Defendant's second contention, that the zero acreage allotment made for his farm is null and void, as being contrary to the regulations, and to the Act, is also without merit. In substantiation of that matter, defendant cites 7 C.F.R. 728.416(c) (4) which provides that "a zero base acreage shall be established only for a farm on which no wheat will be seeded for 1954 under the crop rotation system for the farm." That provision of the Regulations is applicable only to "old wheat farms." An "old farm" means a farm on which wheat was seeded for the production of wheat in one or more of the three years, 1951 through 1953. 7 C.F.R. 728.411(j). Before an "old farm" operator becomes entitled to a farm acreage allotment, a request therefor must be made and certain information supplied the County Committee by the farm operator. 7 C.F.R. 728.415. Defendant, in answer to interrogatories propounded to him, stated, "I do not recall furnishing any such information" to his local ASC Committee, or any other Agency of the United States Department of Agriculture requesting a farm acreage allotment. Such answer can only be interpreted to mean that defendant failed either to request an acreage allotment or to furnish the County Committee with the information necessary for the determination of such an allotment for his farm, if he claims to have an "old wheat farm" as provided by the Regulations, supra. As a consequence of defendant's failure in this respect, he was not entitled to any allotment as an old farm operator, as there was no duty on the local ASC Committee to give defendant notice that he had a zero acreage allotment for his farm, until it was shown by the records of the County Committee that defendant was entitled to an allotment. Notice of a farm acreage allotment, therefore, is not required by the Act to be given to defendant until his farm marketing quota was mailed to him. A "new farm" under the Act means a farm on which wheat will be seeded for the production of wheat in 1954 for the first time since 1950. 7 C.F.R. 728.411(i). A new farm only becomes eligible for an acreage allotment if a request for an allotment was made prior to July 1, 1953, and certain specified information is furnished in connection with such request to the County Committee. 7 C.F.R. 728.419. Until the County Committee receives information from farmers or other sources in respect to a farmer's intention to produce and harvest wheat in any marketing year, so that the Committee may make a determination and compile lists as to acreage allotments and quotas, *119 the County Committee may determine a "none" allotment and "none" quota for such a farm. 7 C.F.R. 711.3, 711.4.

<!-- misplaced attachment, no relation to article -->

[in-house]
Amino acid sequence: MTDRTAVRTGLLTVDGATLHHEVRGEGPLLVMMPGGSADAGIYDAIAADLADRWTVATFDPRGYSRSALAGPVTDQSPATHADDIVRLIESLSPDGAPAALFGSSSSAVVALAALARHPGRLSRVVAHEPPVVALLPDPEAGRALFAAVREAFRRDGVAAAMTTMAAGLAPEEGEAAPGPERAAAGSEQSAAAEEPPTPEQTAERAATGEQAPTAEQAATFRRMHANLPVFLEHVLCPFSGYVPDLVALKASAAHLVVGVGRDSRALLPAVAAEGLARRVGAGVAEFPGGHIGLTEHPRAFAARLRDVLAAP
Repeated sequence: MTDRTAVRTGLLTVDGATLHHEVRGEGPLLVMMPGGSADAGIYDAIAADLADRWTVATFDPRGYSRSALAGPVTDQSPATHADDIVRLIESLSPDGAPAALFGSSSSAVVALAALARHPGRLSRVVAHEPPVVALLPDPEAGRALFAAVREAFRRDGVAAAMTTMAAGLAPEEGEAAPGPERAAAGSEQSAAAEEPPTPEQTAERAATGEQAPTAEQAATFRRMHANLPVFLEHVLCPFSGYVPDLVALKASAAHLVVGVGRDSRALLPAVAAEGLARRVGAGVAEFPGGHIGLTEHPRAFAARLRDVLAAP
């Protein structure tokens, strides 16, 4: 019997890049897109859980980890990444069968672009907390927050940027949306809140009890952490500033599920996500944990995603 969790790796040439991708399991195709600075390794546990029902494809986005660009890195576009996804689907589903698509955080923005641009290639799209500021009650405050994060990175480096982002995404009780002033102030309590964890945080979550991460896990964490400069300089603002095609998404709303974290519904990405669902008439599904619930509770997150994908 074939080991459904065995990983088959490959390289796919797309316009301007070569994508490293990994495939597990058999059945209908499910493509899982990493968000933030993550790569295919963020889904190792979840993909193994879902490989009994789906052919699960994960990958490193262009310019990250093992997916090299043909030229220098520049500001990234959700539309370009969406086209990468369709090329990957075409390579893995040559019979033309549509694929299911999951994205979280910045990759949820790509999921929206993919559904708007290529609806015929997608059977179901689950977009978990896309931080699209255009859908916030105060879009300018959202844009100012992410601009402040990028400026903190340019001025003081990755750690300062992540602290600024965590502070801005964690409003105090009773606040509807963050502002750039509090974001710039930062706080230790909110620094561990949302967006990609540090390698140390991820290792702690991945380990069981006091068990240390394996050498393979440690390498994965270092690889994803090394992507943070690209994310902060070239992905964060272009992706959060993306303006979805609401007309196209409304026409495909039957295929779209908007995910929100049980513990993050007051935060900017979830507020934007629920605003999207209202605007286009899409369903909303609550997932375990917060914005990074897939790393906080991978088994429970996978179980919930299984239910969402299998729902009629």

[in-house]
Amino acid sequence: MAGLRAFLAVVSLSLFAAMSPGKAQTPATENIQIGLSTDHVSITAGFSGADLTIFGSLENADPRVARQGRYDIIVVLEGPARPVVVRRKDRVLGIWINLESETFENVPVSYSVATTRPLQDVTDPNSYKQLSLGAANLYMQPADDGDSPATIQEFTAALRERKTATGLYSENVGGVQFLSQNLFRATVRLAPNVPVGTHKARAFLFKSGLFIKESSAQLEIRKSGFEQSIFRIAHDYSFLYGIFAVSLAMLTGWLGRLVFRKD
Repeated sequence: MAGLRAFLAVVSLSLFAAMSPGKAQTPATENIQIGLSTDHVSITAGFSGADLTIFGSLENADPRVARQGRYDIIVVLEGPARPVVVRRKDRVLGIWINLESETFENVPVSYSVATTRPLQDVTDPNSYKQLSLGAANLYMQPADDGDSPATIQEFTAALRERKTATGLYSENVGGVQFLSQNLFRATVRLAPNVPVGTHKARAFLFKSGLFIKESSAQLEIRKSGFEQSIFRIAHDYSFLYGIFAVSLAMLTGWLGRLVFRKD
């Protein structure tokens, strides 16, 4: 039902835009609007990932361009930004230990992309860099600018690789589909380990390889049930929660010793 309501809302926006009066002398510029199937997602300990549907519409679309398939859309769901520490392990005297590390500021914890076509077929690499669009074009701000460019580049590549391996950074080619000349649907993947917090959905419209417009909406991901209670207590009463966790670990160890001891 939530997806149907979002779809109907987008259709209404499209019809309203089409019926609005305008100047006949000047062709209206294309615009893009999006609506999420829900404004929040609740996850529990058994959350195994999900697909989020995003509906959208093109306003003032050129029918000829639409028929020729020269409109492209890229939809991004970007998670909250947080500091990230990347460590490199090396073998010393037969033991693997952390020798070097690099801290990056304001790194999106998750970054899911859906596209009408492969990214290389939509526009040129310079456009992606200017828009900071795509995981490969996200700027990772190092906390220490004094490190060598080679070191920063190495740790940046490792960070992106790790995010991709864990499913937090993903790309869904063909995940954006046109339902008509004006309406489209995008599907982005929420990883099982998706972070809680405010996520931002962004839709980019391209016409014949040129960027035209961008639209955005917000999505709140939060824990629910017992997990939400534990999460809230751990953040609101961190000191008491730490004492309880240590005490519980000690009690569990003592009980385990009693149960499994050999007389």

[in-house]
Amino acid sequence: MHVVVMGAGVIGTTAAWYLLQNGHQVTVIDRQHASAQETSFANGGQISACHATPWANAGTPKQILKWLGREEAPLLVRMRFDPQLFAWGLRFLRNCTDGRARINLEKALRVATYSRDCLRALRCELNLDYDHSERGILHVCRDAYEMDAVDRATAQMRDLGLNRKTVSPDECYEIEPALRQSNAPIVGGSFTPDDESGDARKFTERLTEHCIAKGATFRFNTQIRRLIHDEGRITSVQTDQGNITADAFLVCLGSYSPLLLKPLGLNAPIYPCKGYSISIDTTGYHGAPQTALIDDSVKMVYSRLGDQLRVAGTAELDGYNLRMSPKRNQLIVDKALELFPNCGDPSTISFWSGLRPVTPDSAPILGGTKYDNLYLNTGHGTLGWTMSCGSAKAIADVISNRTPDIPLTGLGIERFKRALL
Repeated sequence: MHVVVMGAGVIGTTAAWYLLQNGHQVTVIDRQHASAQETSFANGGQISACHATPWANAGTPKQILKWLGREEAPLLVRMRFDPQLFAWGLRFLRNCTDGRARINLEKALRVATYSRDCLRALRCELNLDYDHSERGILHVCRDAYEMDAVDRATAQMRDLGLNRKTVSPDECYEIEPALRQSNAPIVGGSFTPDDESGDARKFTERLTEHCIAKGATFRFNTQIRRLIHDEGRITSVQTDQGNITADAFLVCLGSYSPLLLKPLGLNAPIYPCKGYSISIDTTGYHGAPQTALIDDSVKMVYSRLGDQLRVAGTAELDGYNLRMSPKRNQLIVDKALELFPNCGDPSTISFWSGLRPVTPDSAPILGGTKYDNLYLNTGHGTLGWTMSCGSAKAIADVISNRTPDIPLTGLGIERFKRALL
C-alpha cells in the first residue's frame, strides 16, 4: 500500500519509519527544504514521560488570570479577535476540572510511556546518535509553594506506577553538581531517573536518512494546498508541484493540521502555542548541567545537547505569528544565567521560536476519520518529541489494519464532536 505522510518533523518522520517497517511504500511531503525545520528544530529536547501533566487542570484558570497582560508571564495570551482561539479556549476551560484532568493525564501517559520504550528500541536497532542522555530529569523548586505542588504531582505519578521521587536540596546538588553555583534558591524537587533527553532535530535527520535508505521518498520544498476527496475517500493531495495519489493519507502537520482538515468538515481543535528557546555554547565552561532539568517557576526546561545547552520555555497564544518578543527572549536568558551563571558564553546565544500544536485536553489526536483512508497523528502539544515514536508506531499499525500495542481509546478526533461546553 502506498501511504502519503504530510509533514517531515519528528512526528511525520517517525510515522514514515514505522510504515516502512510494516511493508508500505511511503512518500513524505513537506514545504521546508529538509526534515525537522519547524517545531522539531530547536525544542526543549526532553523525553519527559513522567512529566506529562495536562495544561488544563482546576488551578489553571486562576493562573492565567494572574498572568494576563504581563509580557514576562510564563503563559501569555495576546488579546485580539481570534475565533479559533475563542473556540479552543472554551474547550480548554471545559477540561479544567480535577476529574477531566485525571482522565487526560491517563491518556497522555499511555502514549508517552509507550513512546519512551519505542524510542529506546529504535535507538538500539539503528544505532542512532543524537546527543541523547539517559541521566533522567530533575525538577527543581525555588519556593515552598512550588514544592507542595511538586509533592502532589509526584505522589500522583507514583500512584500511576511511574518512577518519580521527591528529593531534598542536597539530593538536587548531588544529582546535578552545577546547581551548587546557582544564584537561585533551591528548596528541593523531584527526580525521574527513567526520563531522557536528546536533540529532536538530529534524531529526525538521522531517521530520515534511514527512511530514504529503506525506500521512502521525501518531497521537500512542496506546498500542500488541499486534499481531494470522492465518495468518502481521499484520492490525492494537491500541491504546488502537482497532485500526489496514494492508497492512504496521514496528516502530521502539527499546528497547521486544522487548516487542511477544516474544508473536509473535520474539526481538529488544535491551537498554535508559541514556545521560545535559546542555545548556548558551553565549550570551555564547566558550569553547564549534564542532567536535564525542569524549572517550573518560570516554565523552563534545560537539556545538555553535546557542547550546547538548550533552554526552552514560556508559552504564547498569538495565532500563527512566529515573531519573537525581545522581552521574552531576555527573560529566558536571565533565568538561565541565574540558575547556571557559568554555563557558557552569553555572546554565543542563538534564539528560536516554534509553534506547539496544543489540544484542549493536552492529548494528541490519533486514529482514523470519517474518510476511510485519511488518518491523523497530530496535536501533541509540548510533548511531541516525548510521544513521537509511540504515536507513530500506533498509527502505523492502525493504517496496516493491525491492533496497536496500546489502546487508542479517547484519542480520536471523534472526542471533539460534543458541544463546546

The Regulation 728.416(c) (4), supra, relied upon by defendant, relates to "base acreage" determinations and is only pertinent to the establishment of "wheat acreage allotments" for "old farms" where the "data for old wheat farms" has been supplied to the local ASC Committee by the owner, operator, or any other interested person. In the context that the "no zero" provision is found in the Regulations, it is made manifest that it does not bind the local ASC Committee in respect to the making of a "none" allotment, or quota, for a farm where no information is given to the Committee by the owner, operator, or some other interested person, as required by the Regulations and the Act. Therefore, in light of admissions made that he did not furnish his local ASC Committee with data sufficient to make a "farm acreage allotment," or "quota", defendant does not fall within the ambit of the "zero" provision contained in the Regulations as he here asserts.